And as long as I have your attention…happy new year!

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      2. “there are quite a lot that are poorly written, confusingly worded and contain little useful information” That is similar to what I always say about most newspapers and jornals. If they can write low quality material cheaper than “the professionals”, who cares.

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    2. David, you are one in a long line of Demand Media Studios writers who also serve as apologists for Richard Rosenblatt’s empire. I think it’s a self-esteem issue. Some who write for Demand deny the quality is poor, because to do so would be to admit that they write work of inferior quality. Maybe some Demand Media content producers actually do produce higher quality material, but they are an extremely rare exception. The system is designed at its absolute core to churn out low quality material. If you have any doubts about what I say, go look at what Rosenblatt himself has contributed. It’s a joke!

      It is a fact, not an opinion, that the content on eHow.com is inferior quality. I write for eHow. They simply do not get my best quality work. Heck no! They get what they pay for. I give them exactly $15 worth, which I try to average out to about 2 articles per hour. That’s the only sane strategy to take, quite honestly, when you are paid per piece in a system that is very clearly about churning out pages for Google. Let’s be honest about the target audience. The Demand Media system is designed to create inferior quality, from the types of references that are not allowed (starting with competing sites and forums!!) to the quality of the copy editors, who are seriously underpaid and somehow consistently introduce factual errors.

      In my writing, I do a *LOT* of checking other similar eHow.com articles to the titles I am writing. I can truthfully say that they are terrible as a whole. I see flagrant misrepresentation of facts. I see words with no meaningful information. I see generally useless drivel. Mainly technical articles that I look at. To be clear, these are recent articles, not the old system either. Personally, when I need an answer to a vexing technical issue, I will trust (1) wikipedia, (2) Yahoo answers, (3) forums. None of those are allowable sources at Demand.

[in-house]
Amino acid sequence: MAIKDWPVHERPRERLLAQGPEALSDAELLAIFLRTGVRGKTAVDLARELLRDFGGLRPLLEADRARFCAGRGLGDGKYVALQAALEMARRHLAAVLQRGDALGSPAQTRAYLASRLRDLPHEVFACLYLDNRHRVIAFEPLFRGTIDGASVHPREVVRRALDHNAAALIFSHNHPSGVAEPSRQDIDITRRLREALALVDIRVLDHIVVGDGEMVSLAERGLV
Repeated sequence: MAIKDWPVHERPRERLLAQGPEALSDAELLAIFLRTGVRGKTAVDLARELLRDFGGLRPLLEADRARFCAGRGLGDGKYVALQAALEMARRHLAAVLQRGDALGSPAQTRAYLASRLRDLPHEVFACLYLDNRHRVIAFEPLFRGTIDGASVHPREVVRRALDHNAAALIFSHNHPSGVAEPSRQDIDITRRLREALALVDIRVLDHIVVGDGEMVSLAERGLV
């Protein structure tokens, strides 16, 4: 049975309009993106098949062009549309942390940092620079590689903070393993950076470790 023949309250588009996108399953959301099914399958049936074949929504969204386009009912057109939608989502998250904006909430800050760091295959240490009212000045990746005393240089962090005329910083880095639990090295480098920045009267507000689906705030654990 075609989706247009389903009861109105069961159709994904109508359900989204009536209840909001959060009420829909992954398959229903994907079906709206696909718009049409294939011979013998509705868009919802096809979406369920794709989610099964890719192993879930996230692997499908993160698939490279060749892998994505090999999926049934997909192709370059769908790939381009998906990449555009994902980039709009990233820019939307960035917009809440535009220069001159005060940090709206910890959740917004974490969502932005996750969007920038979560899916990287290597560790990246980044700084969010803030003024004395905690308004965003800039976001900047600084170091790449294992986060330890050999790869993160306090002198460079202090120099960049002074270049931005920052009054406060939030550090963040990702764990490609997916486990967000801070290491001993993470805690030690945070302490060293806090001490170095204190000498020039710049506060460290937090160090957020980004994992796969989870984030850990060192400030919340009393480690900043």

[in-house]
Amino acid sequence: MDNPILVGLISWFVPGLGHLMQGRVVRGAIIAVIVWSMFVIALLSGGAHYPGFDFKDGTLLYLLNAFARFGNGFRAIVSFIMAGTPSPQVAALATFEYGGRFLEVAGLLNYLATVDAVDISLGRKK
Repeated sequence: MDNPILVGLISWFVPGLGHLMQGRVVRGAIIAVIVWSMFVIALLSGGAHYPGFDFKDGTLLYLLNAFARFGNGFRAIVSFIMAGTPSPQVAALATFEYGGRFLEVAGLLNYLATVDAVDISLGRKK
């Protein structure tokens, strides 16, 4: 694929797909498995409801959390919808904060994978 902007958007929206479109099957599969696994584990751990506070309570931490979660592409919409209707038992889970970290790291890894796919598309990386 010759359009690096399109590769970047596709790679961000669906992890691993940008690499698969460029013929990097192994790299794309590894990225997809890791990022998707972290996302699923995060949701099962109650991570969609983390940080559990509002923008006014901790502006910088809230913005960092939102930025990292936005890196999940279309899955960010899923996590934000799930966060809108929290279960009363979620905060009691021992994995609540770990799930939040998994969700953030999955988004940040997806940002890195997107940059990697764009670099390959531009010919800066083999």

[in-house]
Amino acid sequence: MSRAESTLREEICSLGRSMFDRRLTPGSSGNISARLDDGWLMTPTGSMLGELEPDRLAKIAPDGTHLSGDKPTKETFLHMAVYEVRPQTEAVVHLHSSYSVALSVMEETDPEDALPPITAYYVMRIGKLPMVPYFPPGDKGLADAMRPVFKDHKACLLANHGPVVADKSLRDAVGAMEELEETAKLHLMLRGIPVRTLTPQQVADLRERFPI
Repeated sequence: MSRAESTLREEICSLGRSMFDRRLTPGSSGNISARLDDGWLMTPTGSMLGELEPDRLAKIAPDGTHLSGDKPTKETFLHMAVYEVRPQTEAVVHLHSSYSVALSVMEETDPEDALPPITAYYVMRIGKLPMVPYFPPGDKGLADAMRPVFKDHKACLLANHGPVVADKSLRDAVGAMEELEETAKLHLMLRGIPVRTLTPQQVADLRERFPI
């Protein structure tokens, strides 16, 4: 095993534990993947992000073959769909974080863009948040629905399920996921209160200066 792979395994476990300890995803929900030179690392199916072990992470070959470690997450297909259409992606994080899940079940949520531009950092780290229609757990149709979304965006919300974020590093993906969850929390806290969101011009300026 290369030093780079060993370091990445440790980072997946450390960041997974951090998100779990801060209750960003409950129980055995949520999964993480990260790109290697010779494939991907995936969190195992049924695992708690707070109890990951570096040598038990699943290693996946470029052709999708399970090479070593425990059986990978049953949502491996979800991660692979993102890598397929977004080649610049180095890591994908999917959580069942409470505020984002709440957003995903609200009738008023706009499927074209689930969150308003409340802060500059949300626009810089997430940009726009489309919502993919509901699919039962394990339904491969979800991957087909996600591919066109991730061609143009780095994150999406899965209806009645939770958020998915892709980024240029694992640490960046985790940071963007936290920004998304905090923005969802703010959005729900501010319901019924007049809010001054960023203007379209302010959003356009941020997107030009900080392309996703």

Some Demand Media contributors probably do sweat out their articles and turn in high quality material but they are in a very small minority, which is only exacerbated by their likely short tenures and limited output. My priorities are 1) write it, 2) quickly, 3) accurately, 4) do no harm. I’ll be the first to admit that my content suffers because of this. The solution for Demand Media is to pay more. They get the quality they deserve commensurate with the amount they pay. If a simple solution gets my article written and meets my priorities, you’ll be sure that I’m not giving the best solution to a technical issue. My goal is to steer the poor sap who really needs help from eHow on a technical issue in the right direction, so they’re one step closer to a resolution. Many have conjectured that Demand’s goal is to drive the reader to click the links by making them more compelling than the content. Who’s to say? Anyone who argues about the quality of Demand writing is either an apologist with self-esteem issues or doesn’t actually understand what quality writing reads like. I understand the difference, and my client gets what they pay for and nothing more.

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  3. Hey Mathew –

    Didn’t Paul K’s article get published in mid-December of 2009? This article and so many of the others seem to think it was just published a couple weeks ago.